After identifying almost 400 species on plastic retrieved from US waters, experts say the alien invaders may have diseases harmful to humans or threaten existing animals


Harmful creatures are now known to be travelling across oceans, using plastic as rafts

JUNK plastic in the ocean is serving as a raft to carry potentially harmful creatures around the world.

Experts warn the alien invaders may have diseases harmful to humans or threaten existing animals.

Almost 400 species have been identified in North America after travelling 5,000 miles from Japan.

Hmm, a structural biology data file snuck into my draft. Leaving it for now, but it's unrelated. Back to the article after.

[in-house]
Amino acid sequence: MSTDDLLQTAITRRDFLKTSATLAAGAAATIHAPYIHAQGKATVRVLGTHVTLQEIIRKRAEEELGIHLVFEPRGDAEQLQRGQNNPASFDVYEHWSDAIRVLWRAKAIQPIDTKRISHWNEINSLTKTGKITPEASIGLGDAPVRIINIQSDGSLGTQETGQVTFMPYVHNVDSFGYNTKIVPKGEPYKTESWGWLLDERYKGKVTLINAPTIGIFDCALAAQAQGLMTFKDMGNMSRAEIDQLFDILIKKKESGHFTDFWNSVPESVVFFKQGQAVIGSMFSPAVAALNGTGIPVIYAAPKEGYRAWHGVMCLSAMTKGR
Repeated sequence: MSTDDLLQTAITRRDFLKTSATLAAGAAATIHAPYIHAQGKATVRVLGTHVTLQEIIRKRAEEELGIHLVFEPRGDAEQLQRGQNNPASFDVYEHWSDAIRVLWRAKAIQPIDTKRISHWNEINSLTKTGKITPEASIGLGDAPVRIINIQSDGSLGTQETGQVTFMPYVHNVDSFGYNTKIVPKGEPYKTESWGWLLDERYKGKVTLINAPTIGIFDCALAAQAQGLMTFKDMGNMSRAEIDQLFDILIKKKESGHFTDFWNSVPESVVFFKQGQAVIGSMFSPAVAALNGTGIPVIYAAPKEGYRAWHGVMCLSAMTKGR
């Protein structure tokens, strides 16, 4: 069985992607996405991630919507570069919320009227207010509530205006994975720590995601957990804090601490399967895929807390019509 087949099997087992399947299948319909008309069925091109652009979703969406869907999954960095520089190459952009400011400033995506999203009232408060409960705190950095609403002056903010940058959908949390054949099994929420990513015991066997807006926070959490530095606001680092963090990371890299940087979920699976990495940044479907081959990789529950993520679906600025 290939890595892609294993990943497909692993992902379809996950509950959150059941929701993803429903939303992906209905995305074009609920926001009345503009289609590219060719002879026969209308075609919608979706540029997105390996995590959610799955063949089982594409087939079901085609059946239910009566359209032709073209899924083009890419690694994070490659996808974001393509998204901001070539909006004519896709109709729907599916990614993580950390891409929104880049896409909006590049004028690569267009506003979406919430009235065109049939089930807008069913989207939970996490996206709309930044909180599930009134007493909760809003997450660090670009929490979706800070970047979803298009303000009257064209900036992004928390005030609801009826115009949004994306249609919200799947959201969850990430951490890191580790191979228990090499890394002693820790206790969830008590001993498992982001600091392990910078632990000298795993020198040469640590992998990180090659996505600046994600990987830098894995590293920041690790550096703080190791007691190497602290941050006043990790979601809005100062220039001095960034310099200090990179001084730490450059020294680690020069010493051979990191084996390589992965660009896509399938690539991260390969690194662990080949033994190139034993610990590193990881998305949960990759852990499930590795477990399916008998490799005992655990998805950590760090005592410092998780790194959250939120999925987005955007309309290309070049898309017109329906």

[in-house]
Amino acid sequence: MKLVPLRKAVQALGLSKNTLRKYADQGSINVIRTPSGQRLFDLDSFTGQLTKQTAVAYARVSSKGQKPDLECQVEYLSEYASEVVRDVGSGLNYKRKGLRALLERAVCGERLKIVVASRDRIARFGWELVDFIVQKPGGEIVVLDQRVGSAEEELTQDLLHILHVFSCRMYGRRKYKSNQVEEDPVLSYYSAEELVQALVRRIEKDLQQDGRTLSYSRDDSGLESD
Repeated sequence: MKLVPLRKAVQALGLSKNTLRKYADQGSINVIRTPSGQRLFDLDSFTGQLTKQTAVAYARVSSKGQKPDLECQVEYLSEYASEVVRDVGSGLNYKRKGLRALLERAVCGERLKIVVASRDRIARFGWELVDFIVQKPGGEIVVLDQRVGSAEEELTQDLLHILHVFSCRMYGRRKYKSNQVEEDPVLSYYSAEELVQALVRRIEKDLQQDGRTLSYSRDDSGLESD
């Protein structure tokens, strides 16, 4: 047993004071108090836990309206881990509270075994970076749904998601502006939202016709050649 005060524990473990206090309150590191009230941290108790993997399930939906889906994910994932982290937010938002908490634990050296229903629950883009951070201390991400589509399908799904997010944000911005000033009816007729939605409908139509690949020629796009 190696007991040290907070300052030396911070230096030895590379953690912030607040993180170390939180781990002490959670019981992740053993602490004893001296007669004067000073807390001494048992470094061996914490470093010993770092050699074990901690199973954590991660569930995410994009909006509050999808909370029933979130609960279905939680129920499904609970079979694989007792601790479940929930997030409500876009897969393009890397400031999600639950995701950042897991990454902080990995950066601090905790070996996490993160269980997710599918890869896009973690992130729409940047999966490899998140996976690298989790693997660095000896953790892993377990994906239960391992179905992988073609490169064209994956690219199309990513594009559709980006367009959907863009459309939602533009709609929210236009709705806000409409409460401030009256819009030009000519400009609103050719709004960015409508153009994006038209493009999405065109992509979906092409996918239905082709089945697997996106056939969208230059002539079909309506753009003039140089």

They include fish, starfish, mussels, crabs, clams, oysters, sponges and sea anemones.

Some had survived seven years at sea after scrambling on to plastic washed away in the 2011 Japanese tsunami.

In other cases they had mated multiple times during the journey, with the fifth generation making landfall.

Prof Jim Carlton, from Williams College, Connecticut, said animals previously travelled on wood, which sank after two or three years.

But they are now “rafting across the ocean” on plastic, which can last much longer and travel further.

He added: “The stuff washed into the ocean from land, floated near shore for a while, then colonised.